An opera singer has a cultured pedagogy and well-defined approach to how they do things. At my Mozartaeum workshops, I worked with classical singers in the opera program who also wanted to sing pop songs. I had a soprano singing “Wind Beneath My Wings,” and it’s so difficult not to fall into that caricature of Pavarotti singing U2 songs. It just doesn’t work very well, because with pop songs you have to pay attention to what you’re singing, not how you’re singing it. You have to unlearn and take your technique off the pedestal and think more about communicating. Singing is like talking, but with art involved. You’re artistically communicating an idea. If somebody can’t accept the song because they can’t connect with your way of singing, or the self-absorbed way of hooking into all those years of voice lessons you took, then you’re not accomplishing anything. Ultimately, you have to connect with your audience, and if your audience is saying, “My, what masterful breath control,” or “I love the way she approached the fricative consonant on the sixth degree of the scale,” then you haven’t accomplished what you set out to do. The only thing they should walk away with is, “God, I love that song! Oh, that was so beautiful.” That’s when you know a singer has really done their job.

Studio singers who sing background are a whole other deal. More often than not, background singers are technically better than the people they’re singing behind, because they have to sing in tune and they have to sing on time. They’re expected to do it right the first time, where a lead singer has leeway because you’re talking about personality.

In the case of a total beginner, a clean slate, I always start with mechanics. And my first pitch goes something like: “This is going to be really intensive, it’s going to take a long time, a lot of hard work, and there is no shortcut. You’re not going to be singing a high C at 3:30 this afternoon or on Wednesday or two weeks down the road, if you’re not able to do that right now. But I can tell you that three months down the road, if you do what we decide you should do, possibly you’re going to be a lot closer. If you don’t cheat yourself and you work hard as hell every day, then six months down the road you’re going to have something worth talking about that you couldn’t have had any other way.” I mean, I can manipulate you into thinking you can hit a high note right now, but that’s not going to turn you into a singer. So when you’re talking about the guy at the piano doing repetitive vocal drills, I did a lot of that with Wolfgang, hour after hour after hour, because the physical repetition of doing that builds the habit so you don’t have to think about it. When you’re onstage and you’re singing in front of 20,000 people, you can’t be thinking about, Do I have my mouth open enough, did I take in enough air, is my uvula arching correctly, did I drop my jaw, am I resonating in my sinuses? That’s the furthest thing from your mind. You’re thinking about singing the lyrics to your songs so that people drive home singing the hooks to these songs and going, “Damn, man, they rocked!” You can’t be mentally involved with the technique. You’ve got to do that early. It’s like the great [UCLA basketball coach] John Wooden. He didn’t do a lot of coaching during games. He did his coaching in practice, where he busted those guys’ cookies and made them the fastest, quickest-thinking athletes they could possibly be, so that when they hit the court, he could just sit back and enjoy the game. He knew that his guys knew what to do because they had worked their asses off.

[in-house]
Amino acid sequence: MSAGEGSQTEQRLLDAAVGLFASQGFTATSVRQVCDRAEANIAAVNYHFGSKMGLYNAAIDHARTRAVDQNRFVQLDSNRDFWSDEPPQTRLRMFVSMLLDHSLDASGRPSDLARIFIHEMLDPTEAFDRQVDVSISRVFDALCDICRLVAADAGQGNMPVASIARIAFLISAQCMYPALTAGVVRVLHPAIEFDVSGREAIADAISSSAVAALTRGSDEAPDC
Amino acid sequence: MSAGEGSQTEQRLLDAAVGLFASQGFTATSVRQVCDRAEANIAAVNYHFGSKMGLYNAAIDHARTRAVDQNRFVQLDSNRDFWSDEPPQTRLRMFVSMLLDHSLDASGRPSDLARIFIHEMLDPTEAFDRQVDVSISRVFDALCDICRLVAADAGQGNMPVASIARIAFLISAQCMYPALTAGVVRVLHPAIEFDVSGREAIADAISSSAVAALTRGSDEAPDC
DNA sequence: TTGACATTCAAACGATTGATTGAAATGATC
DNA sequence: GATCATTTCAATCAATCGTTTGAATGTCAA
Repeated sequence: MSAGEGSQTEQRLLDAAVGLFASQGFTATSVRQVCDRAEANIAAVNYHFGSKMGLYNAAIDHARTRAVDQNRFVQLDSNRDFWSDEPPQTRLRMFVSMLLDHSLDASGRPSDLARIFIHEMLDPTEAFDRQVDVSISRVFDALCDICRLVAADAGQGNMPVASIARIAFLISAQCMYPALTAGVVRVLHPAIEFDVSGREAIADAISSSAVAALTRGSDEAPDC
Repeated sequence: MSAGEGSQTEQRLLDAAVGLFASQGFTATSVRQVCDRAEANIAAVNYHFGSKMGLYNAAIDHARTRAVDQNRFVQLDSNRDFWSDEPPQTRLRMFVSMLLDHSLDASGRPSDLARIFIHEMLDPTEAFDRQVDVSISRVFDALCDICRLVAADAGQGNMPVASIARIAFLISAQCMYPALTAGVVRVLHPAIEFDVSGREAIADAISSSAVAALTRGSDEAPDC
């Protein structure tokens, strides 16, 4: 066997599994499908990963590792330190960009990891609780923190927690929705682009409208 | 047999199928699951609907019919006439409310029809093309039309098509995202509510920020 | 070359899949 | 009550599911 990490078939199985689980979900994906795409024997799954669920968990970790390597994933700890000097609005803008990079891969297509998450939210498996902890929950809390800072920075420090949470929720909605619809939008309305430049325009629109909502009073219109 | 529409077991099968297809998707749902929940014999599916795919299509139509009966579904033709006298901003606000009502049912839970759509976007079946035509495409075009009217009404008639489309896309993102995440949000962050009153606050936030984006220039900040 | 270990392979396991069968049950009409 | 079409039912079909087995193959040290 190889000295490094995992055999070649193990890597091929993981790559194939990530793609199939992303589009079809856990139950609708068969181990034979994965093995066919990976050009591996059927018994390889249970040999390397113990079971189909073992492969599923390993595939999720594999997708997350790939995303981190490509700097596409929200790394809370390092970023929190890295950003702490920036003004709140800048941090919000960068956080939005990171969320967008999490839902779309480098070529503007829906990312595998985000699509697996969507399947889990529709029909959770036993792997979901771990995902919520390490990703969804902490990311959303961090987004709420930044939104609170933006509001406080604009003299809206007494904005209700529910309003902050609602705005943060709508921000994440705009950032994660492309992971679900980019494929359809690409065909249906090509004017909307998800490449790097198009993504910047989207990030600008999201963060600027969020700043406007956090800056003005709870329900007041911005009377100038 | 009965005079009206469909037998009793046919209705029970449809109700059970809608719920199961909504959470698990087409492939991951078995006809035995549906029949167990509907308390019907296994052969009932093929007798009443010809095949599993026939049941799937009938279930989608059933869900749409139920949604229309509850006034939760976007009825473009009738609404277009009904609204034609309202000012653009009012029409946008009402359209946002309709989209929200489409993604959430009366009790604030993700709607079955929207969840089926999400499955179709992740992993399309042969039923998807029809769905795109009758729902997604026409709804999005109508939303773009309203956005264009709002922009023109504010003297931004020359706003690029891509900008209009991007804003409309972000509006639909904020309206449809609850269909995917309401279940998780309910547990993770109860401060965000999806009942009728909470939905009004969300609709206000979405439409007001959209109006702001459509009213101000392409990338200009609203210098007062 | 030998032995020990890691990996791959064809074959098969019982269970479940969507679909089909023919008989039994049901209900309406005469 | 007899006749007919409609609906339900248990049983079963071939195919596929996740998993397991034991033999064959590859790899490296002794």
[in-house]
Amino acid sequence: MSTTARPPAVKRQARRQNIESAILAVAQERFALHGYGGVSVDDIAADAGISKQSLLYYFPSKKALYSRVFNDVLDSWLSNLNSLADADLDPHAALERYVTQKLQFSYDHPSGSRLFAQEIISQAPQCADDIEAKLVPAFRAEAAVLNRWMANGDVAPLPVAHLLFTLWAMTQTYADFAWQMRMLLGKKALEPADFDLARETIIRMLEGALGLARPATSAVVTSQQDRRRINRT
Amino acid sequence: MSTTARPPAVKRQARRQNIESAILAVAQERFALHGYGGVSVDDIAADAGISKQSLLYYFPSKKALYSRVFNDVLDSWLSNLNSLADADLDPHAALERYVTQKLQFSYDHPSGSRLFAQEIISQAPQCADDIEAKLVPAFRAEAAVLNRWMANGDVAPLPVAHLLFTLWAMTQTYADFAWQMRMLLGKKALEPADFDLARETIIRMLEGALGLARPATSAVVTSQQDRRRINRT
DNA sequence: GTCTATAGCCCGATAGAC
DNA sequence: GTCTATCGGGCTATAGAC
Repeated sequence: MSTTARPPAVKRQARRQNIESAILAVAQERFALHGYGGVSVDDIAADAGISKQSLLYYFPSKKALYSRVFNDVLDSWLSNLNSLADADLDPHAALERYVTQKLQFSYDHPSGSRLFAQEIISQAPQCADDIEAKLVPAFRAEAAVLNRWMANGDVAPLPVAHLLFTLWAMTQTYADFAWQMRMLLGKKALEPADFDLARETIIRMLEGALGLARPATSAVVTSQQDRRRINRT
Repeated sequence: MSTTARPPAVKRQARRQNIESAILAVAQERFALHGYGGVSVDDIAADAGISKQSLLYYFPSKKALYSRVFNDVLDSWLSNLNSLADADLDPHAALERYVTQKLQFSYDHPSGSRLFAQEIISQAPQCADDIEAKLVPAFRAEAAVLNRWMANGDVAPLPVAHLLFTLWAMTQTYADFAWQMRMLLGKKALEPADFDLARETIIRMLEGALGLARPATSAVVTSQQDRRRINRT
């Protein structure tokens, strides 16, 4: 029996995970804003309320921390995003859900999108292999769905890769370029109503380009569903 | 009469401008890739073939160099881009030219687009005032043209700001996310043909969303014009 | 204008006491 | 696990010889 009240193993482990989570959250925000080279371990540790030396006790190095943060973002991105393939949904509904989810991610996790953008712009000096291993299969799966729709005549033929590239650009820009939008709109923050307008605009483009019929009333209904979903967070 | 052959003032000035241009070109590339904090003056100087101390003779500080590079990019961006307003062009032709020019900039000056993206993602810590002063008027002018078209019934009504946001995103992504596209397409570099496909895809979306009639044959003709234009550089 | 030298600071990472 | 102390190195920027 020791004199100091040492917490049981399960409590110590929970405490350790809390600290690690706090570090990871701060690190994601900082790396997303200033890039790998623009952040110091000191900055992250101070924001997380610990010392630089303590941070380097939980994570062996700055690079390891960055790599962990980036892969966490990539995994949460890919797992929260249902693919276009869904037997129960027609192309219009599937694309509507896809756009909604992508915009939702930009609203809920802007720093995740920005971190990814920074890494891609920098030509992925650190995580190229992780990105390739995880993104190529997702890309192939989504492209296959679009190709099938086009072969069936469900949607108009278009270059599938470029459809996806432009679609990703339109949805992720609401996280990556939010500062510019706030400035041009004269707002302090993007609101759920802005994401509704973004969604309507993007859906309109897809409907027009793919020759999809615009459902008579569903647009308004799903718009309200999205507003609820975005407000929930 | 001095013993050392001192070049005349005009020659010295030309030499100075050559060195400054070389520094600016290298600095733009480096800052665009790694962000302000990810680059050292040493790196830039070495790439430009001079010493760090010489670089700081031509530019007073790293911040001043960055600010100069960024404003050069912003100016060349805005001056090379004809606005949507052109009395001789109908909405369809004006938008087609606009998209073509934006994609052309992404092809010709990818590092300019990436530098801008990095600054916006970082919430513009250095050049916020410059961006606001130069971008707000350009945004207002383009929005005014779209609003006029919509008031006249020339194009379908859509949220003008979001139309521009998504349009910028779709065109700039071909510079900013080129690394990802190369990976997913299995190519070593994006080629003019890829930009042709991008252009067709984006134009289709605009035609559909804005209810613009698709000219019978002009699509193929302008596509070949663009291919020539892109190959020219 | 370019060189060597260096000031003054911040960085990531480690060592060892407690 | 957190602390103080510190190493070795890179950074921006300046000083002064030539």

Q: Let’s back up. You coached father and son?

A: I worked with Ed for a while. He would sit on the piano bench next to me and we’d work on relaxing, breathing properly, chilling out and letting the words come out, rather than looking up and trying to scream them out. He’s written so much of that stuff, it’s his music, so it shouldn’t be difficult for him to do, but when you’re trying to step out of yourself, it can be daunting. When Ed is standing on a stage and playing with reckless abandon and smiling, he’s such a pleasure to watch work that I don’t even want to call it work. The whole singing thing should come easy to somebody like that, so if you apply a few techniques to make it even easier, then your audience is going to have a treat. If the singer is laboring, the audience picks it up and they’re laboring with you. No matter what is happening on the stage, most of the audience relates most empathetically with the singer. If he’s breathing in uncomfortable places, the audience will breath along with him and they’ll be just as uncomfortable. They won’t have any idea why, but they won’t enjoy the experience.

For example, a guitar soloist doesn’t have to breathe. They just play as long and fast as they can, and that kind of stuff is harder to listen to than a guitar player who plays phrases that he breathes, because the audiences gets to breathe with those phrases and it makes it a more pleasant experience. With singers, it’s absolutely critical that they breathe in logical places so that the audience breathes with them, and nobody passes out while they’re trying to finish a difficult line.